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6 March 1998 Gel tomography for 3D acquisition of plant root systems
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Proceedings Volume 3313, Three-Dimensional Image Capture and Applications; (1998)
Event: Photonics West '98 Electronic Imaging, 1998, San Jose, CA, United States
A system for three-dimensional, non-destructive acquisition of the structure of plant root systems is described. The plants are grown in a transparent medium (a 'gel pack') and are then placed on a rotating stage. The stage is rotated in 5-degree increments while images are captured using either traditional photography or a CCD camera. The individual images are then used as input to a tomographic (backprojection) algorithm to recover the original volumetric data. This reconstructed volume is then used as input to a 3D-reconstruction system. The software performs segmentation and mesh generation to derive a tessellated mesh of the root structure. This mesh can then be visualized using computer graphics, or used to derive measurements of root thickness and length. For initial validation studies, a wire model of known length and gauge was used as a calibration sample. The use of the transparent gel- pack media, together with the gel tomography software, allows the plant biologist a method for non-destructive visualization and measurement of root structure that has previously been unattainable.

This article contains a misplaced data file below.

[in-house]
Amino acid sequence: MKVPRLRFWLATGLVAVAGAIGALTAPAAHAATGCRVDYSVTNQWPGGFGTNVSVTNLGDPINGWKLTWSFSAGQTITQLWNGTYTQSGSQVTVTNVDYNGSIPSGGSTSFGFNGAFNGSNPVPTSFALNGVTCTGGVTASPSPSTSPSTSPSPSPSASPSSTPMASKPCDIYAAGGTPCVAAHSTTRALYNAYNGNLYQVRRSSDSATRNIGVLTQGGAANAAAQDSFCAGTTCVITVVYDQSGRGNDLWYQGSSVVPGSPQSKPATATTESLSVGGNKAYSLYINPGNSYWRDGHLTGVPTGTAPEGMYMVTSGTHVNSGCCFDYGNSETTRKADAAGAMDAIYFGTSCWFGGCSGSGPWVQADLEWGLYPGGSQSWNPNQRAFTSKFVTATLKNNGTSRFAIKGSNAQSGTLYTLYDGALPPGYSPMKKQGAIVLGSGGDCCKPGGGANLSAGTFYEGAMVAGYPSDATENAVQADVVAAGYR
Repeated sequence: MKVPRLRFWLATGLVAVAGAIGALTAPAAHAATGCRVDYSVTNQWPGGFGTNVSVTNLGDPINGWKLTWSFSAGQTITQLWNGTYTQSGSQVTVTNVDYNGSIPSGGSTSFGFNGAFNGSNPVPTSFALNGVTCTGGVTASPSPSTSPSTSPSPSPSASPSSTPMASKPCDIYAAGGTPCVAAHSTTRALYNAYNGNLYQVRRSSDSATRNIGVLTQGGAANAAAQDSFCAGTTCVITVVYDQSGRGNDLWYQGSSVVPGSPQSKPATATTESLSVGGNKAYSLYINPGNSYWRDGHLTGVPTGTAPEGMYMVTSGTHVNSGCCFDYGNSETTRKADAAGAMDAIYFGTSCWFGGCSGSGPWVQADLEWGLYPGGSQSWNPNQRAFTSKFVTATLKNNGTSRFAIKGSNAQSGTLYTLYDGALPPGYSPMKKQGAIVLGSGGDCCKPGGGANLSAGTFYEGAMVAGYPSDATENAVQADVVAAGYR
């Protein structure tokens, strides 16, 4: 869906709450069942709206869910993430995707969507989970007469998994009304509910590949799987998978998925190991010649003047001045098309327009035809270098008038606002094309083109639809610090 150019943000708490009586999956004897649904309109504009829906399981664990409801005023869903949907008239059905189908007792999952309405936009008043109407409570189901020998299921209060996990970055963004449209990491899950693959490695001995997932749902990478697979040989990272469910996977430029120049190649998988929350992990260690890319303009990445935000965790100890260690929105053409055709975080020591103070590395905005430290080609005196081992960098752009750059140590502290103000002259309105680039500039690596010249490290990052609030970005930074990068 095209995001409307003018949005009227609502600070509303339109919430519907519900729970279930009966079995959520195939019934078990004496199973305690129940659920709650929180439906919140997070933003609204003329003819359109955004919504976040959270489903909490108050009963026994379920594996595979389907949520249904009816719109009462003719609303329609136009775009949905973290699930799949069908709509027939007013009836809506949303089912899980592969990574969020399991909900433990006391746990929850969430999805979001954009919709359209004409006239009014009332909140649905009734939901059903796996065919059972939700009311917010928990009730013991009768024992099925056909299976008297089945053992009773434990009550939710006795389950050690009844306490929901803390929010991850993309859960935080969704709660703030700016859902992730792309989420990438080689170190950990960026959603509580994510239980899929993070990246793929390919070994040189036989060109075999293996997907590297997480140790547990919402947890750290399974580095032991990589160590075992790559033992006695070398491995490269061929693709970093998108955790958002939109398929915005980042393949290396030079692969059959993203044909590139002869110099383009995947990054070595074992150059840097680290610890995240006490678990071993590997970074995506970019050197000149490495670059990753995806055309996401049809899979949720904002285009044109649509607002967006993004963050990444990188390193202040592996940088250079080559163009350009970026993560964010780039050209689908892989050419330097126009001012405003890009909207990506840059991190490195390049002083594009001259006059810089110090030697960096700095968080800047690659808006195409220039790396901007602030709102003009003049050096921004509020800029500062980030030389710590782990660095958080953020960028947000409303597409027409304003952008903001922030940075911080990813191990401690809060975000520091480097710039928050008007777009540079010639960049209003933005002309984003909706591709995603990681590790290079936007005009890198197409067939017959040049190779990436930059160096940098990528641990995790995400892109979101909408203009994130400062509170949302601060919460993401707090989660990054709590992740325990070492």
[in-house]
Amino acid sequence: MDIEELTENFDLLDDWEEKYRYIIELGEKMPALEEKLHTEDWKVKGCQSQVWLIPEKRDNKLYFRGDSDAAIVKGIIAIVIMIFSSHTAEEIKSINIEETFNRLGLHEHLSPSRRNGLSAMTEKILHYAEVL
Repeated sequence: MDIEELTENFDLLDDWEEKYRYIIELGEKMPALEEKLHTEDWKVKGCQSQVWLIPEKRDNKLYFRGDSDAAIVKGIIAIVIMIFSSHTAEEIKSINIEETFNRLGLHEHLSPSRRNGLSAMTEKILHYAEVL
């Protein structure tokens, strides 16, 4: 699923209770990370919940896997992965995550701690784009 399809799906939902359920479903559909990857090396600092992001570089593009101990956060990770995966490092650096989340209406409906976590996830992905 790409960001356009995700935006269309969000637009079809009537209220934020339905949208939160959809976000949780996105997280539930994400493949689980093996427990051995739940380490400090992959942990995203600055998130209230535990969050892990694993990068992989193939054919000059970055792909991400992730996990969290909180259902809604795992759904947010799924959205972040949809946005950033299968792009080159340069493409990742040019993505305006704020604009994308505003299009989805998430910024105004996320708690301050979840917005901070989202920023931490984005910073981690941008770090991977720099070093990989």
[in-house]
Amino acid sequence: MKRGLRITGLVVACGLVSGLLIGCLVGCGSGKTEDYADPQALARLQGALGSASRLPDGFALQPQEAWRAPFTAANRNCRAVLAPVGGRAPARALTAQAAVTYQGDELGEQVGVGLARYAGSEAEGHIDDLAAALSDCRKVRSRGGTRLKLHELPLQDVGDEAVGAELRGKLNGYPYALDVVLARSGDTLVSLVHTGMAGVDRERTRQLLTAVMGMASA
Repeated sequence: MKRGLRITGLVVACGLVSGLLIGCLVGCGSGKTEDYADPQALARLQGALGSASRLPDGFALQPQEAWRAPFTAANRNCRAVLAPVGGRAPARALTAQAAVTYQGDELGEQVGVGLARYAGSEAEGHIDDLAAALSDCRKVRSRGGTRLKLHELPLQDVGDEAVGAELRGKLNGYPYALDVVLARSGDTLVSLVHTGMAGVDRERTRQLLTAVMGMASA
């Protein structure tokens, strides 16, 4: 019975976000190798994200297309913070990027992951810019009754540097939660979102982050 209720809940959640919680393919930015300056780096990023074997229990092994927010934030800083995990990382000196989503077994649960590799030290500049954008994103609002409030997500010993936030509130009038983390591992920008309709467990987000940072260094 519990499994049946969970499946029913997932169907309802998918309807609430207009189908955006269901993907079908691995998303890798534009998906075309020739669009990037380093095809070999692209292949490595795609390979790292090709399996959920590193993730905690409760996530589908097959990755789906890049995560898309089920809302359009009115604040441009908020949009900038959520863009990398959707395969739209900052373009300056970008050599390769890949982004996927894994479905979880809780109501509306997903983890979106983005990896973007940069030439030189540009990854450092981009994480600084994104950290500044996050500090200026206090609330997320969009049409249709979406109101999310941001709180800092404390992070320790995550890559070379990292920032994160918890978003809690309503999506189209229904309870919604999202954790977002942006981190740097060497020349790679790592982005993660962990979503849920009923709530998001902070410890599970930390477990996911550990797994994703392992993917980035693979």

© (1998) COPYRIGHT Society of Photo-Optical Instrumentation Engineers (SPIE). Downloading of the abstract is permitted for personal use only.
Kevin N. Montgomery and Anthony Gerard Heyenga "Gel tomography for 3D acquisition of plant root systems", Proc. SPIE 3313, Three-Dimensional Image Capture and Applications, (6 March 1998);

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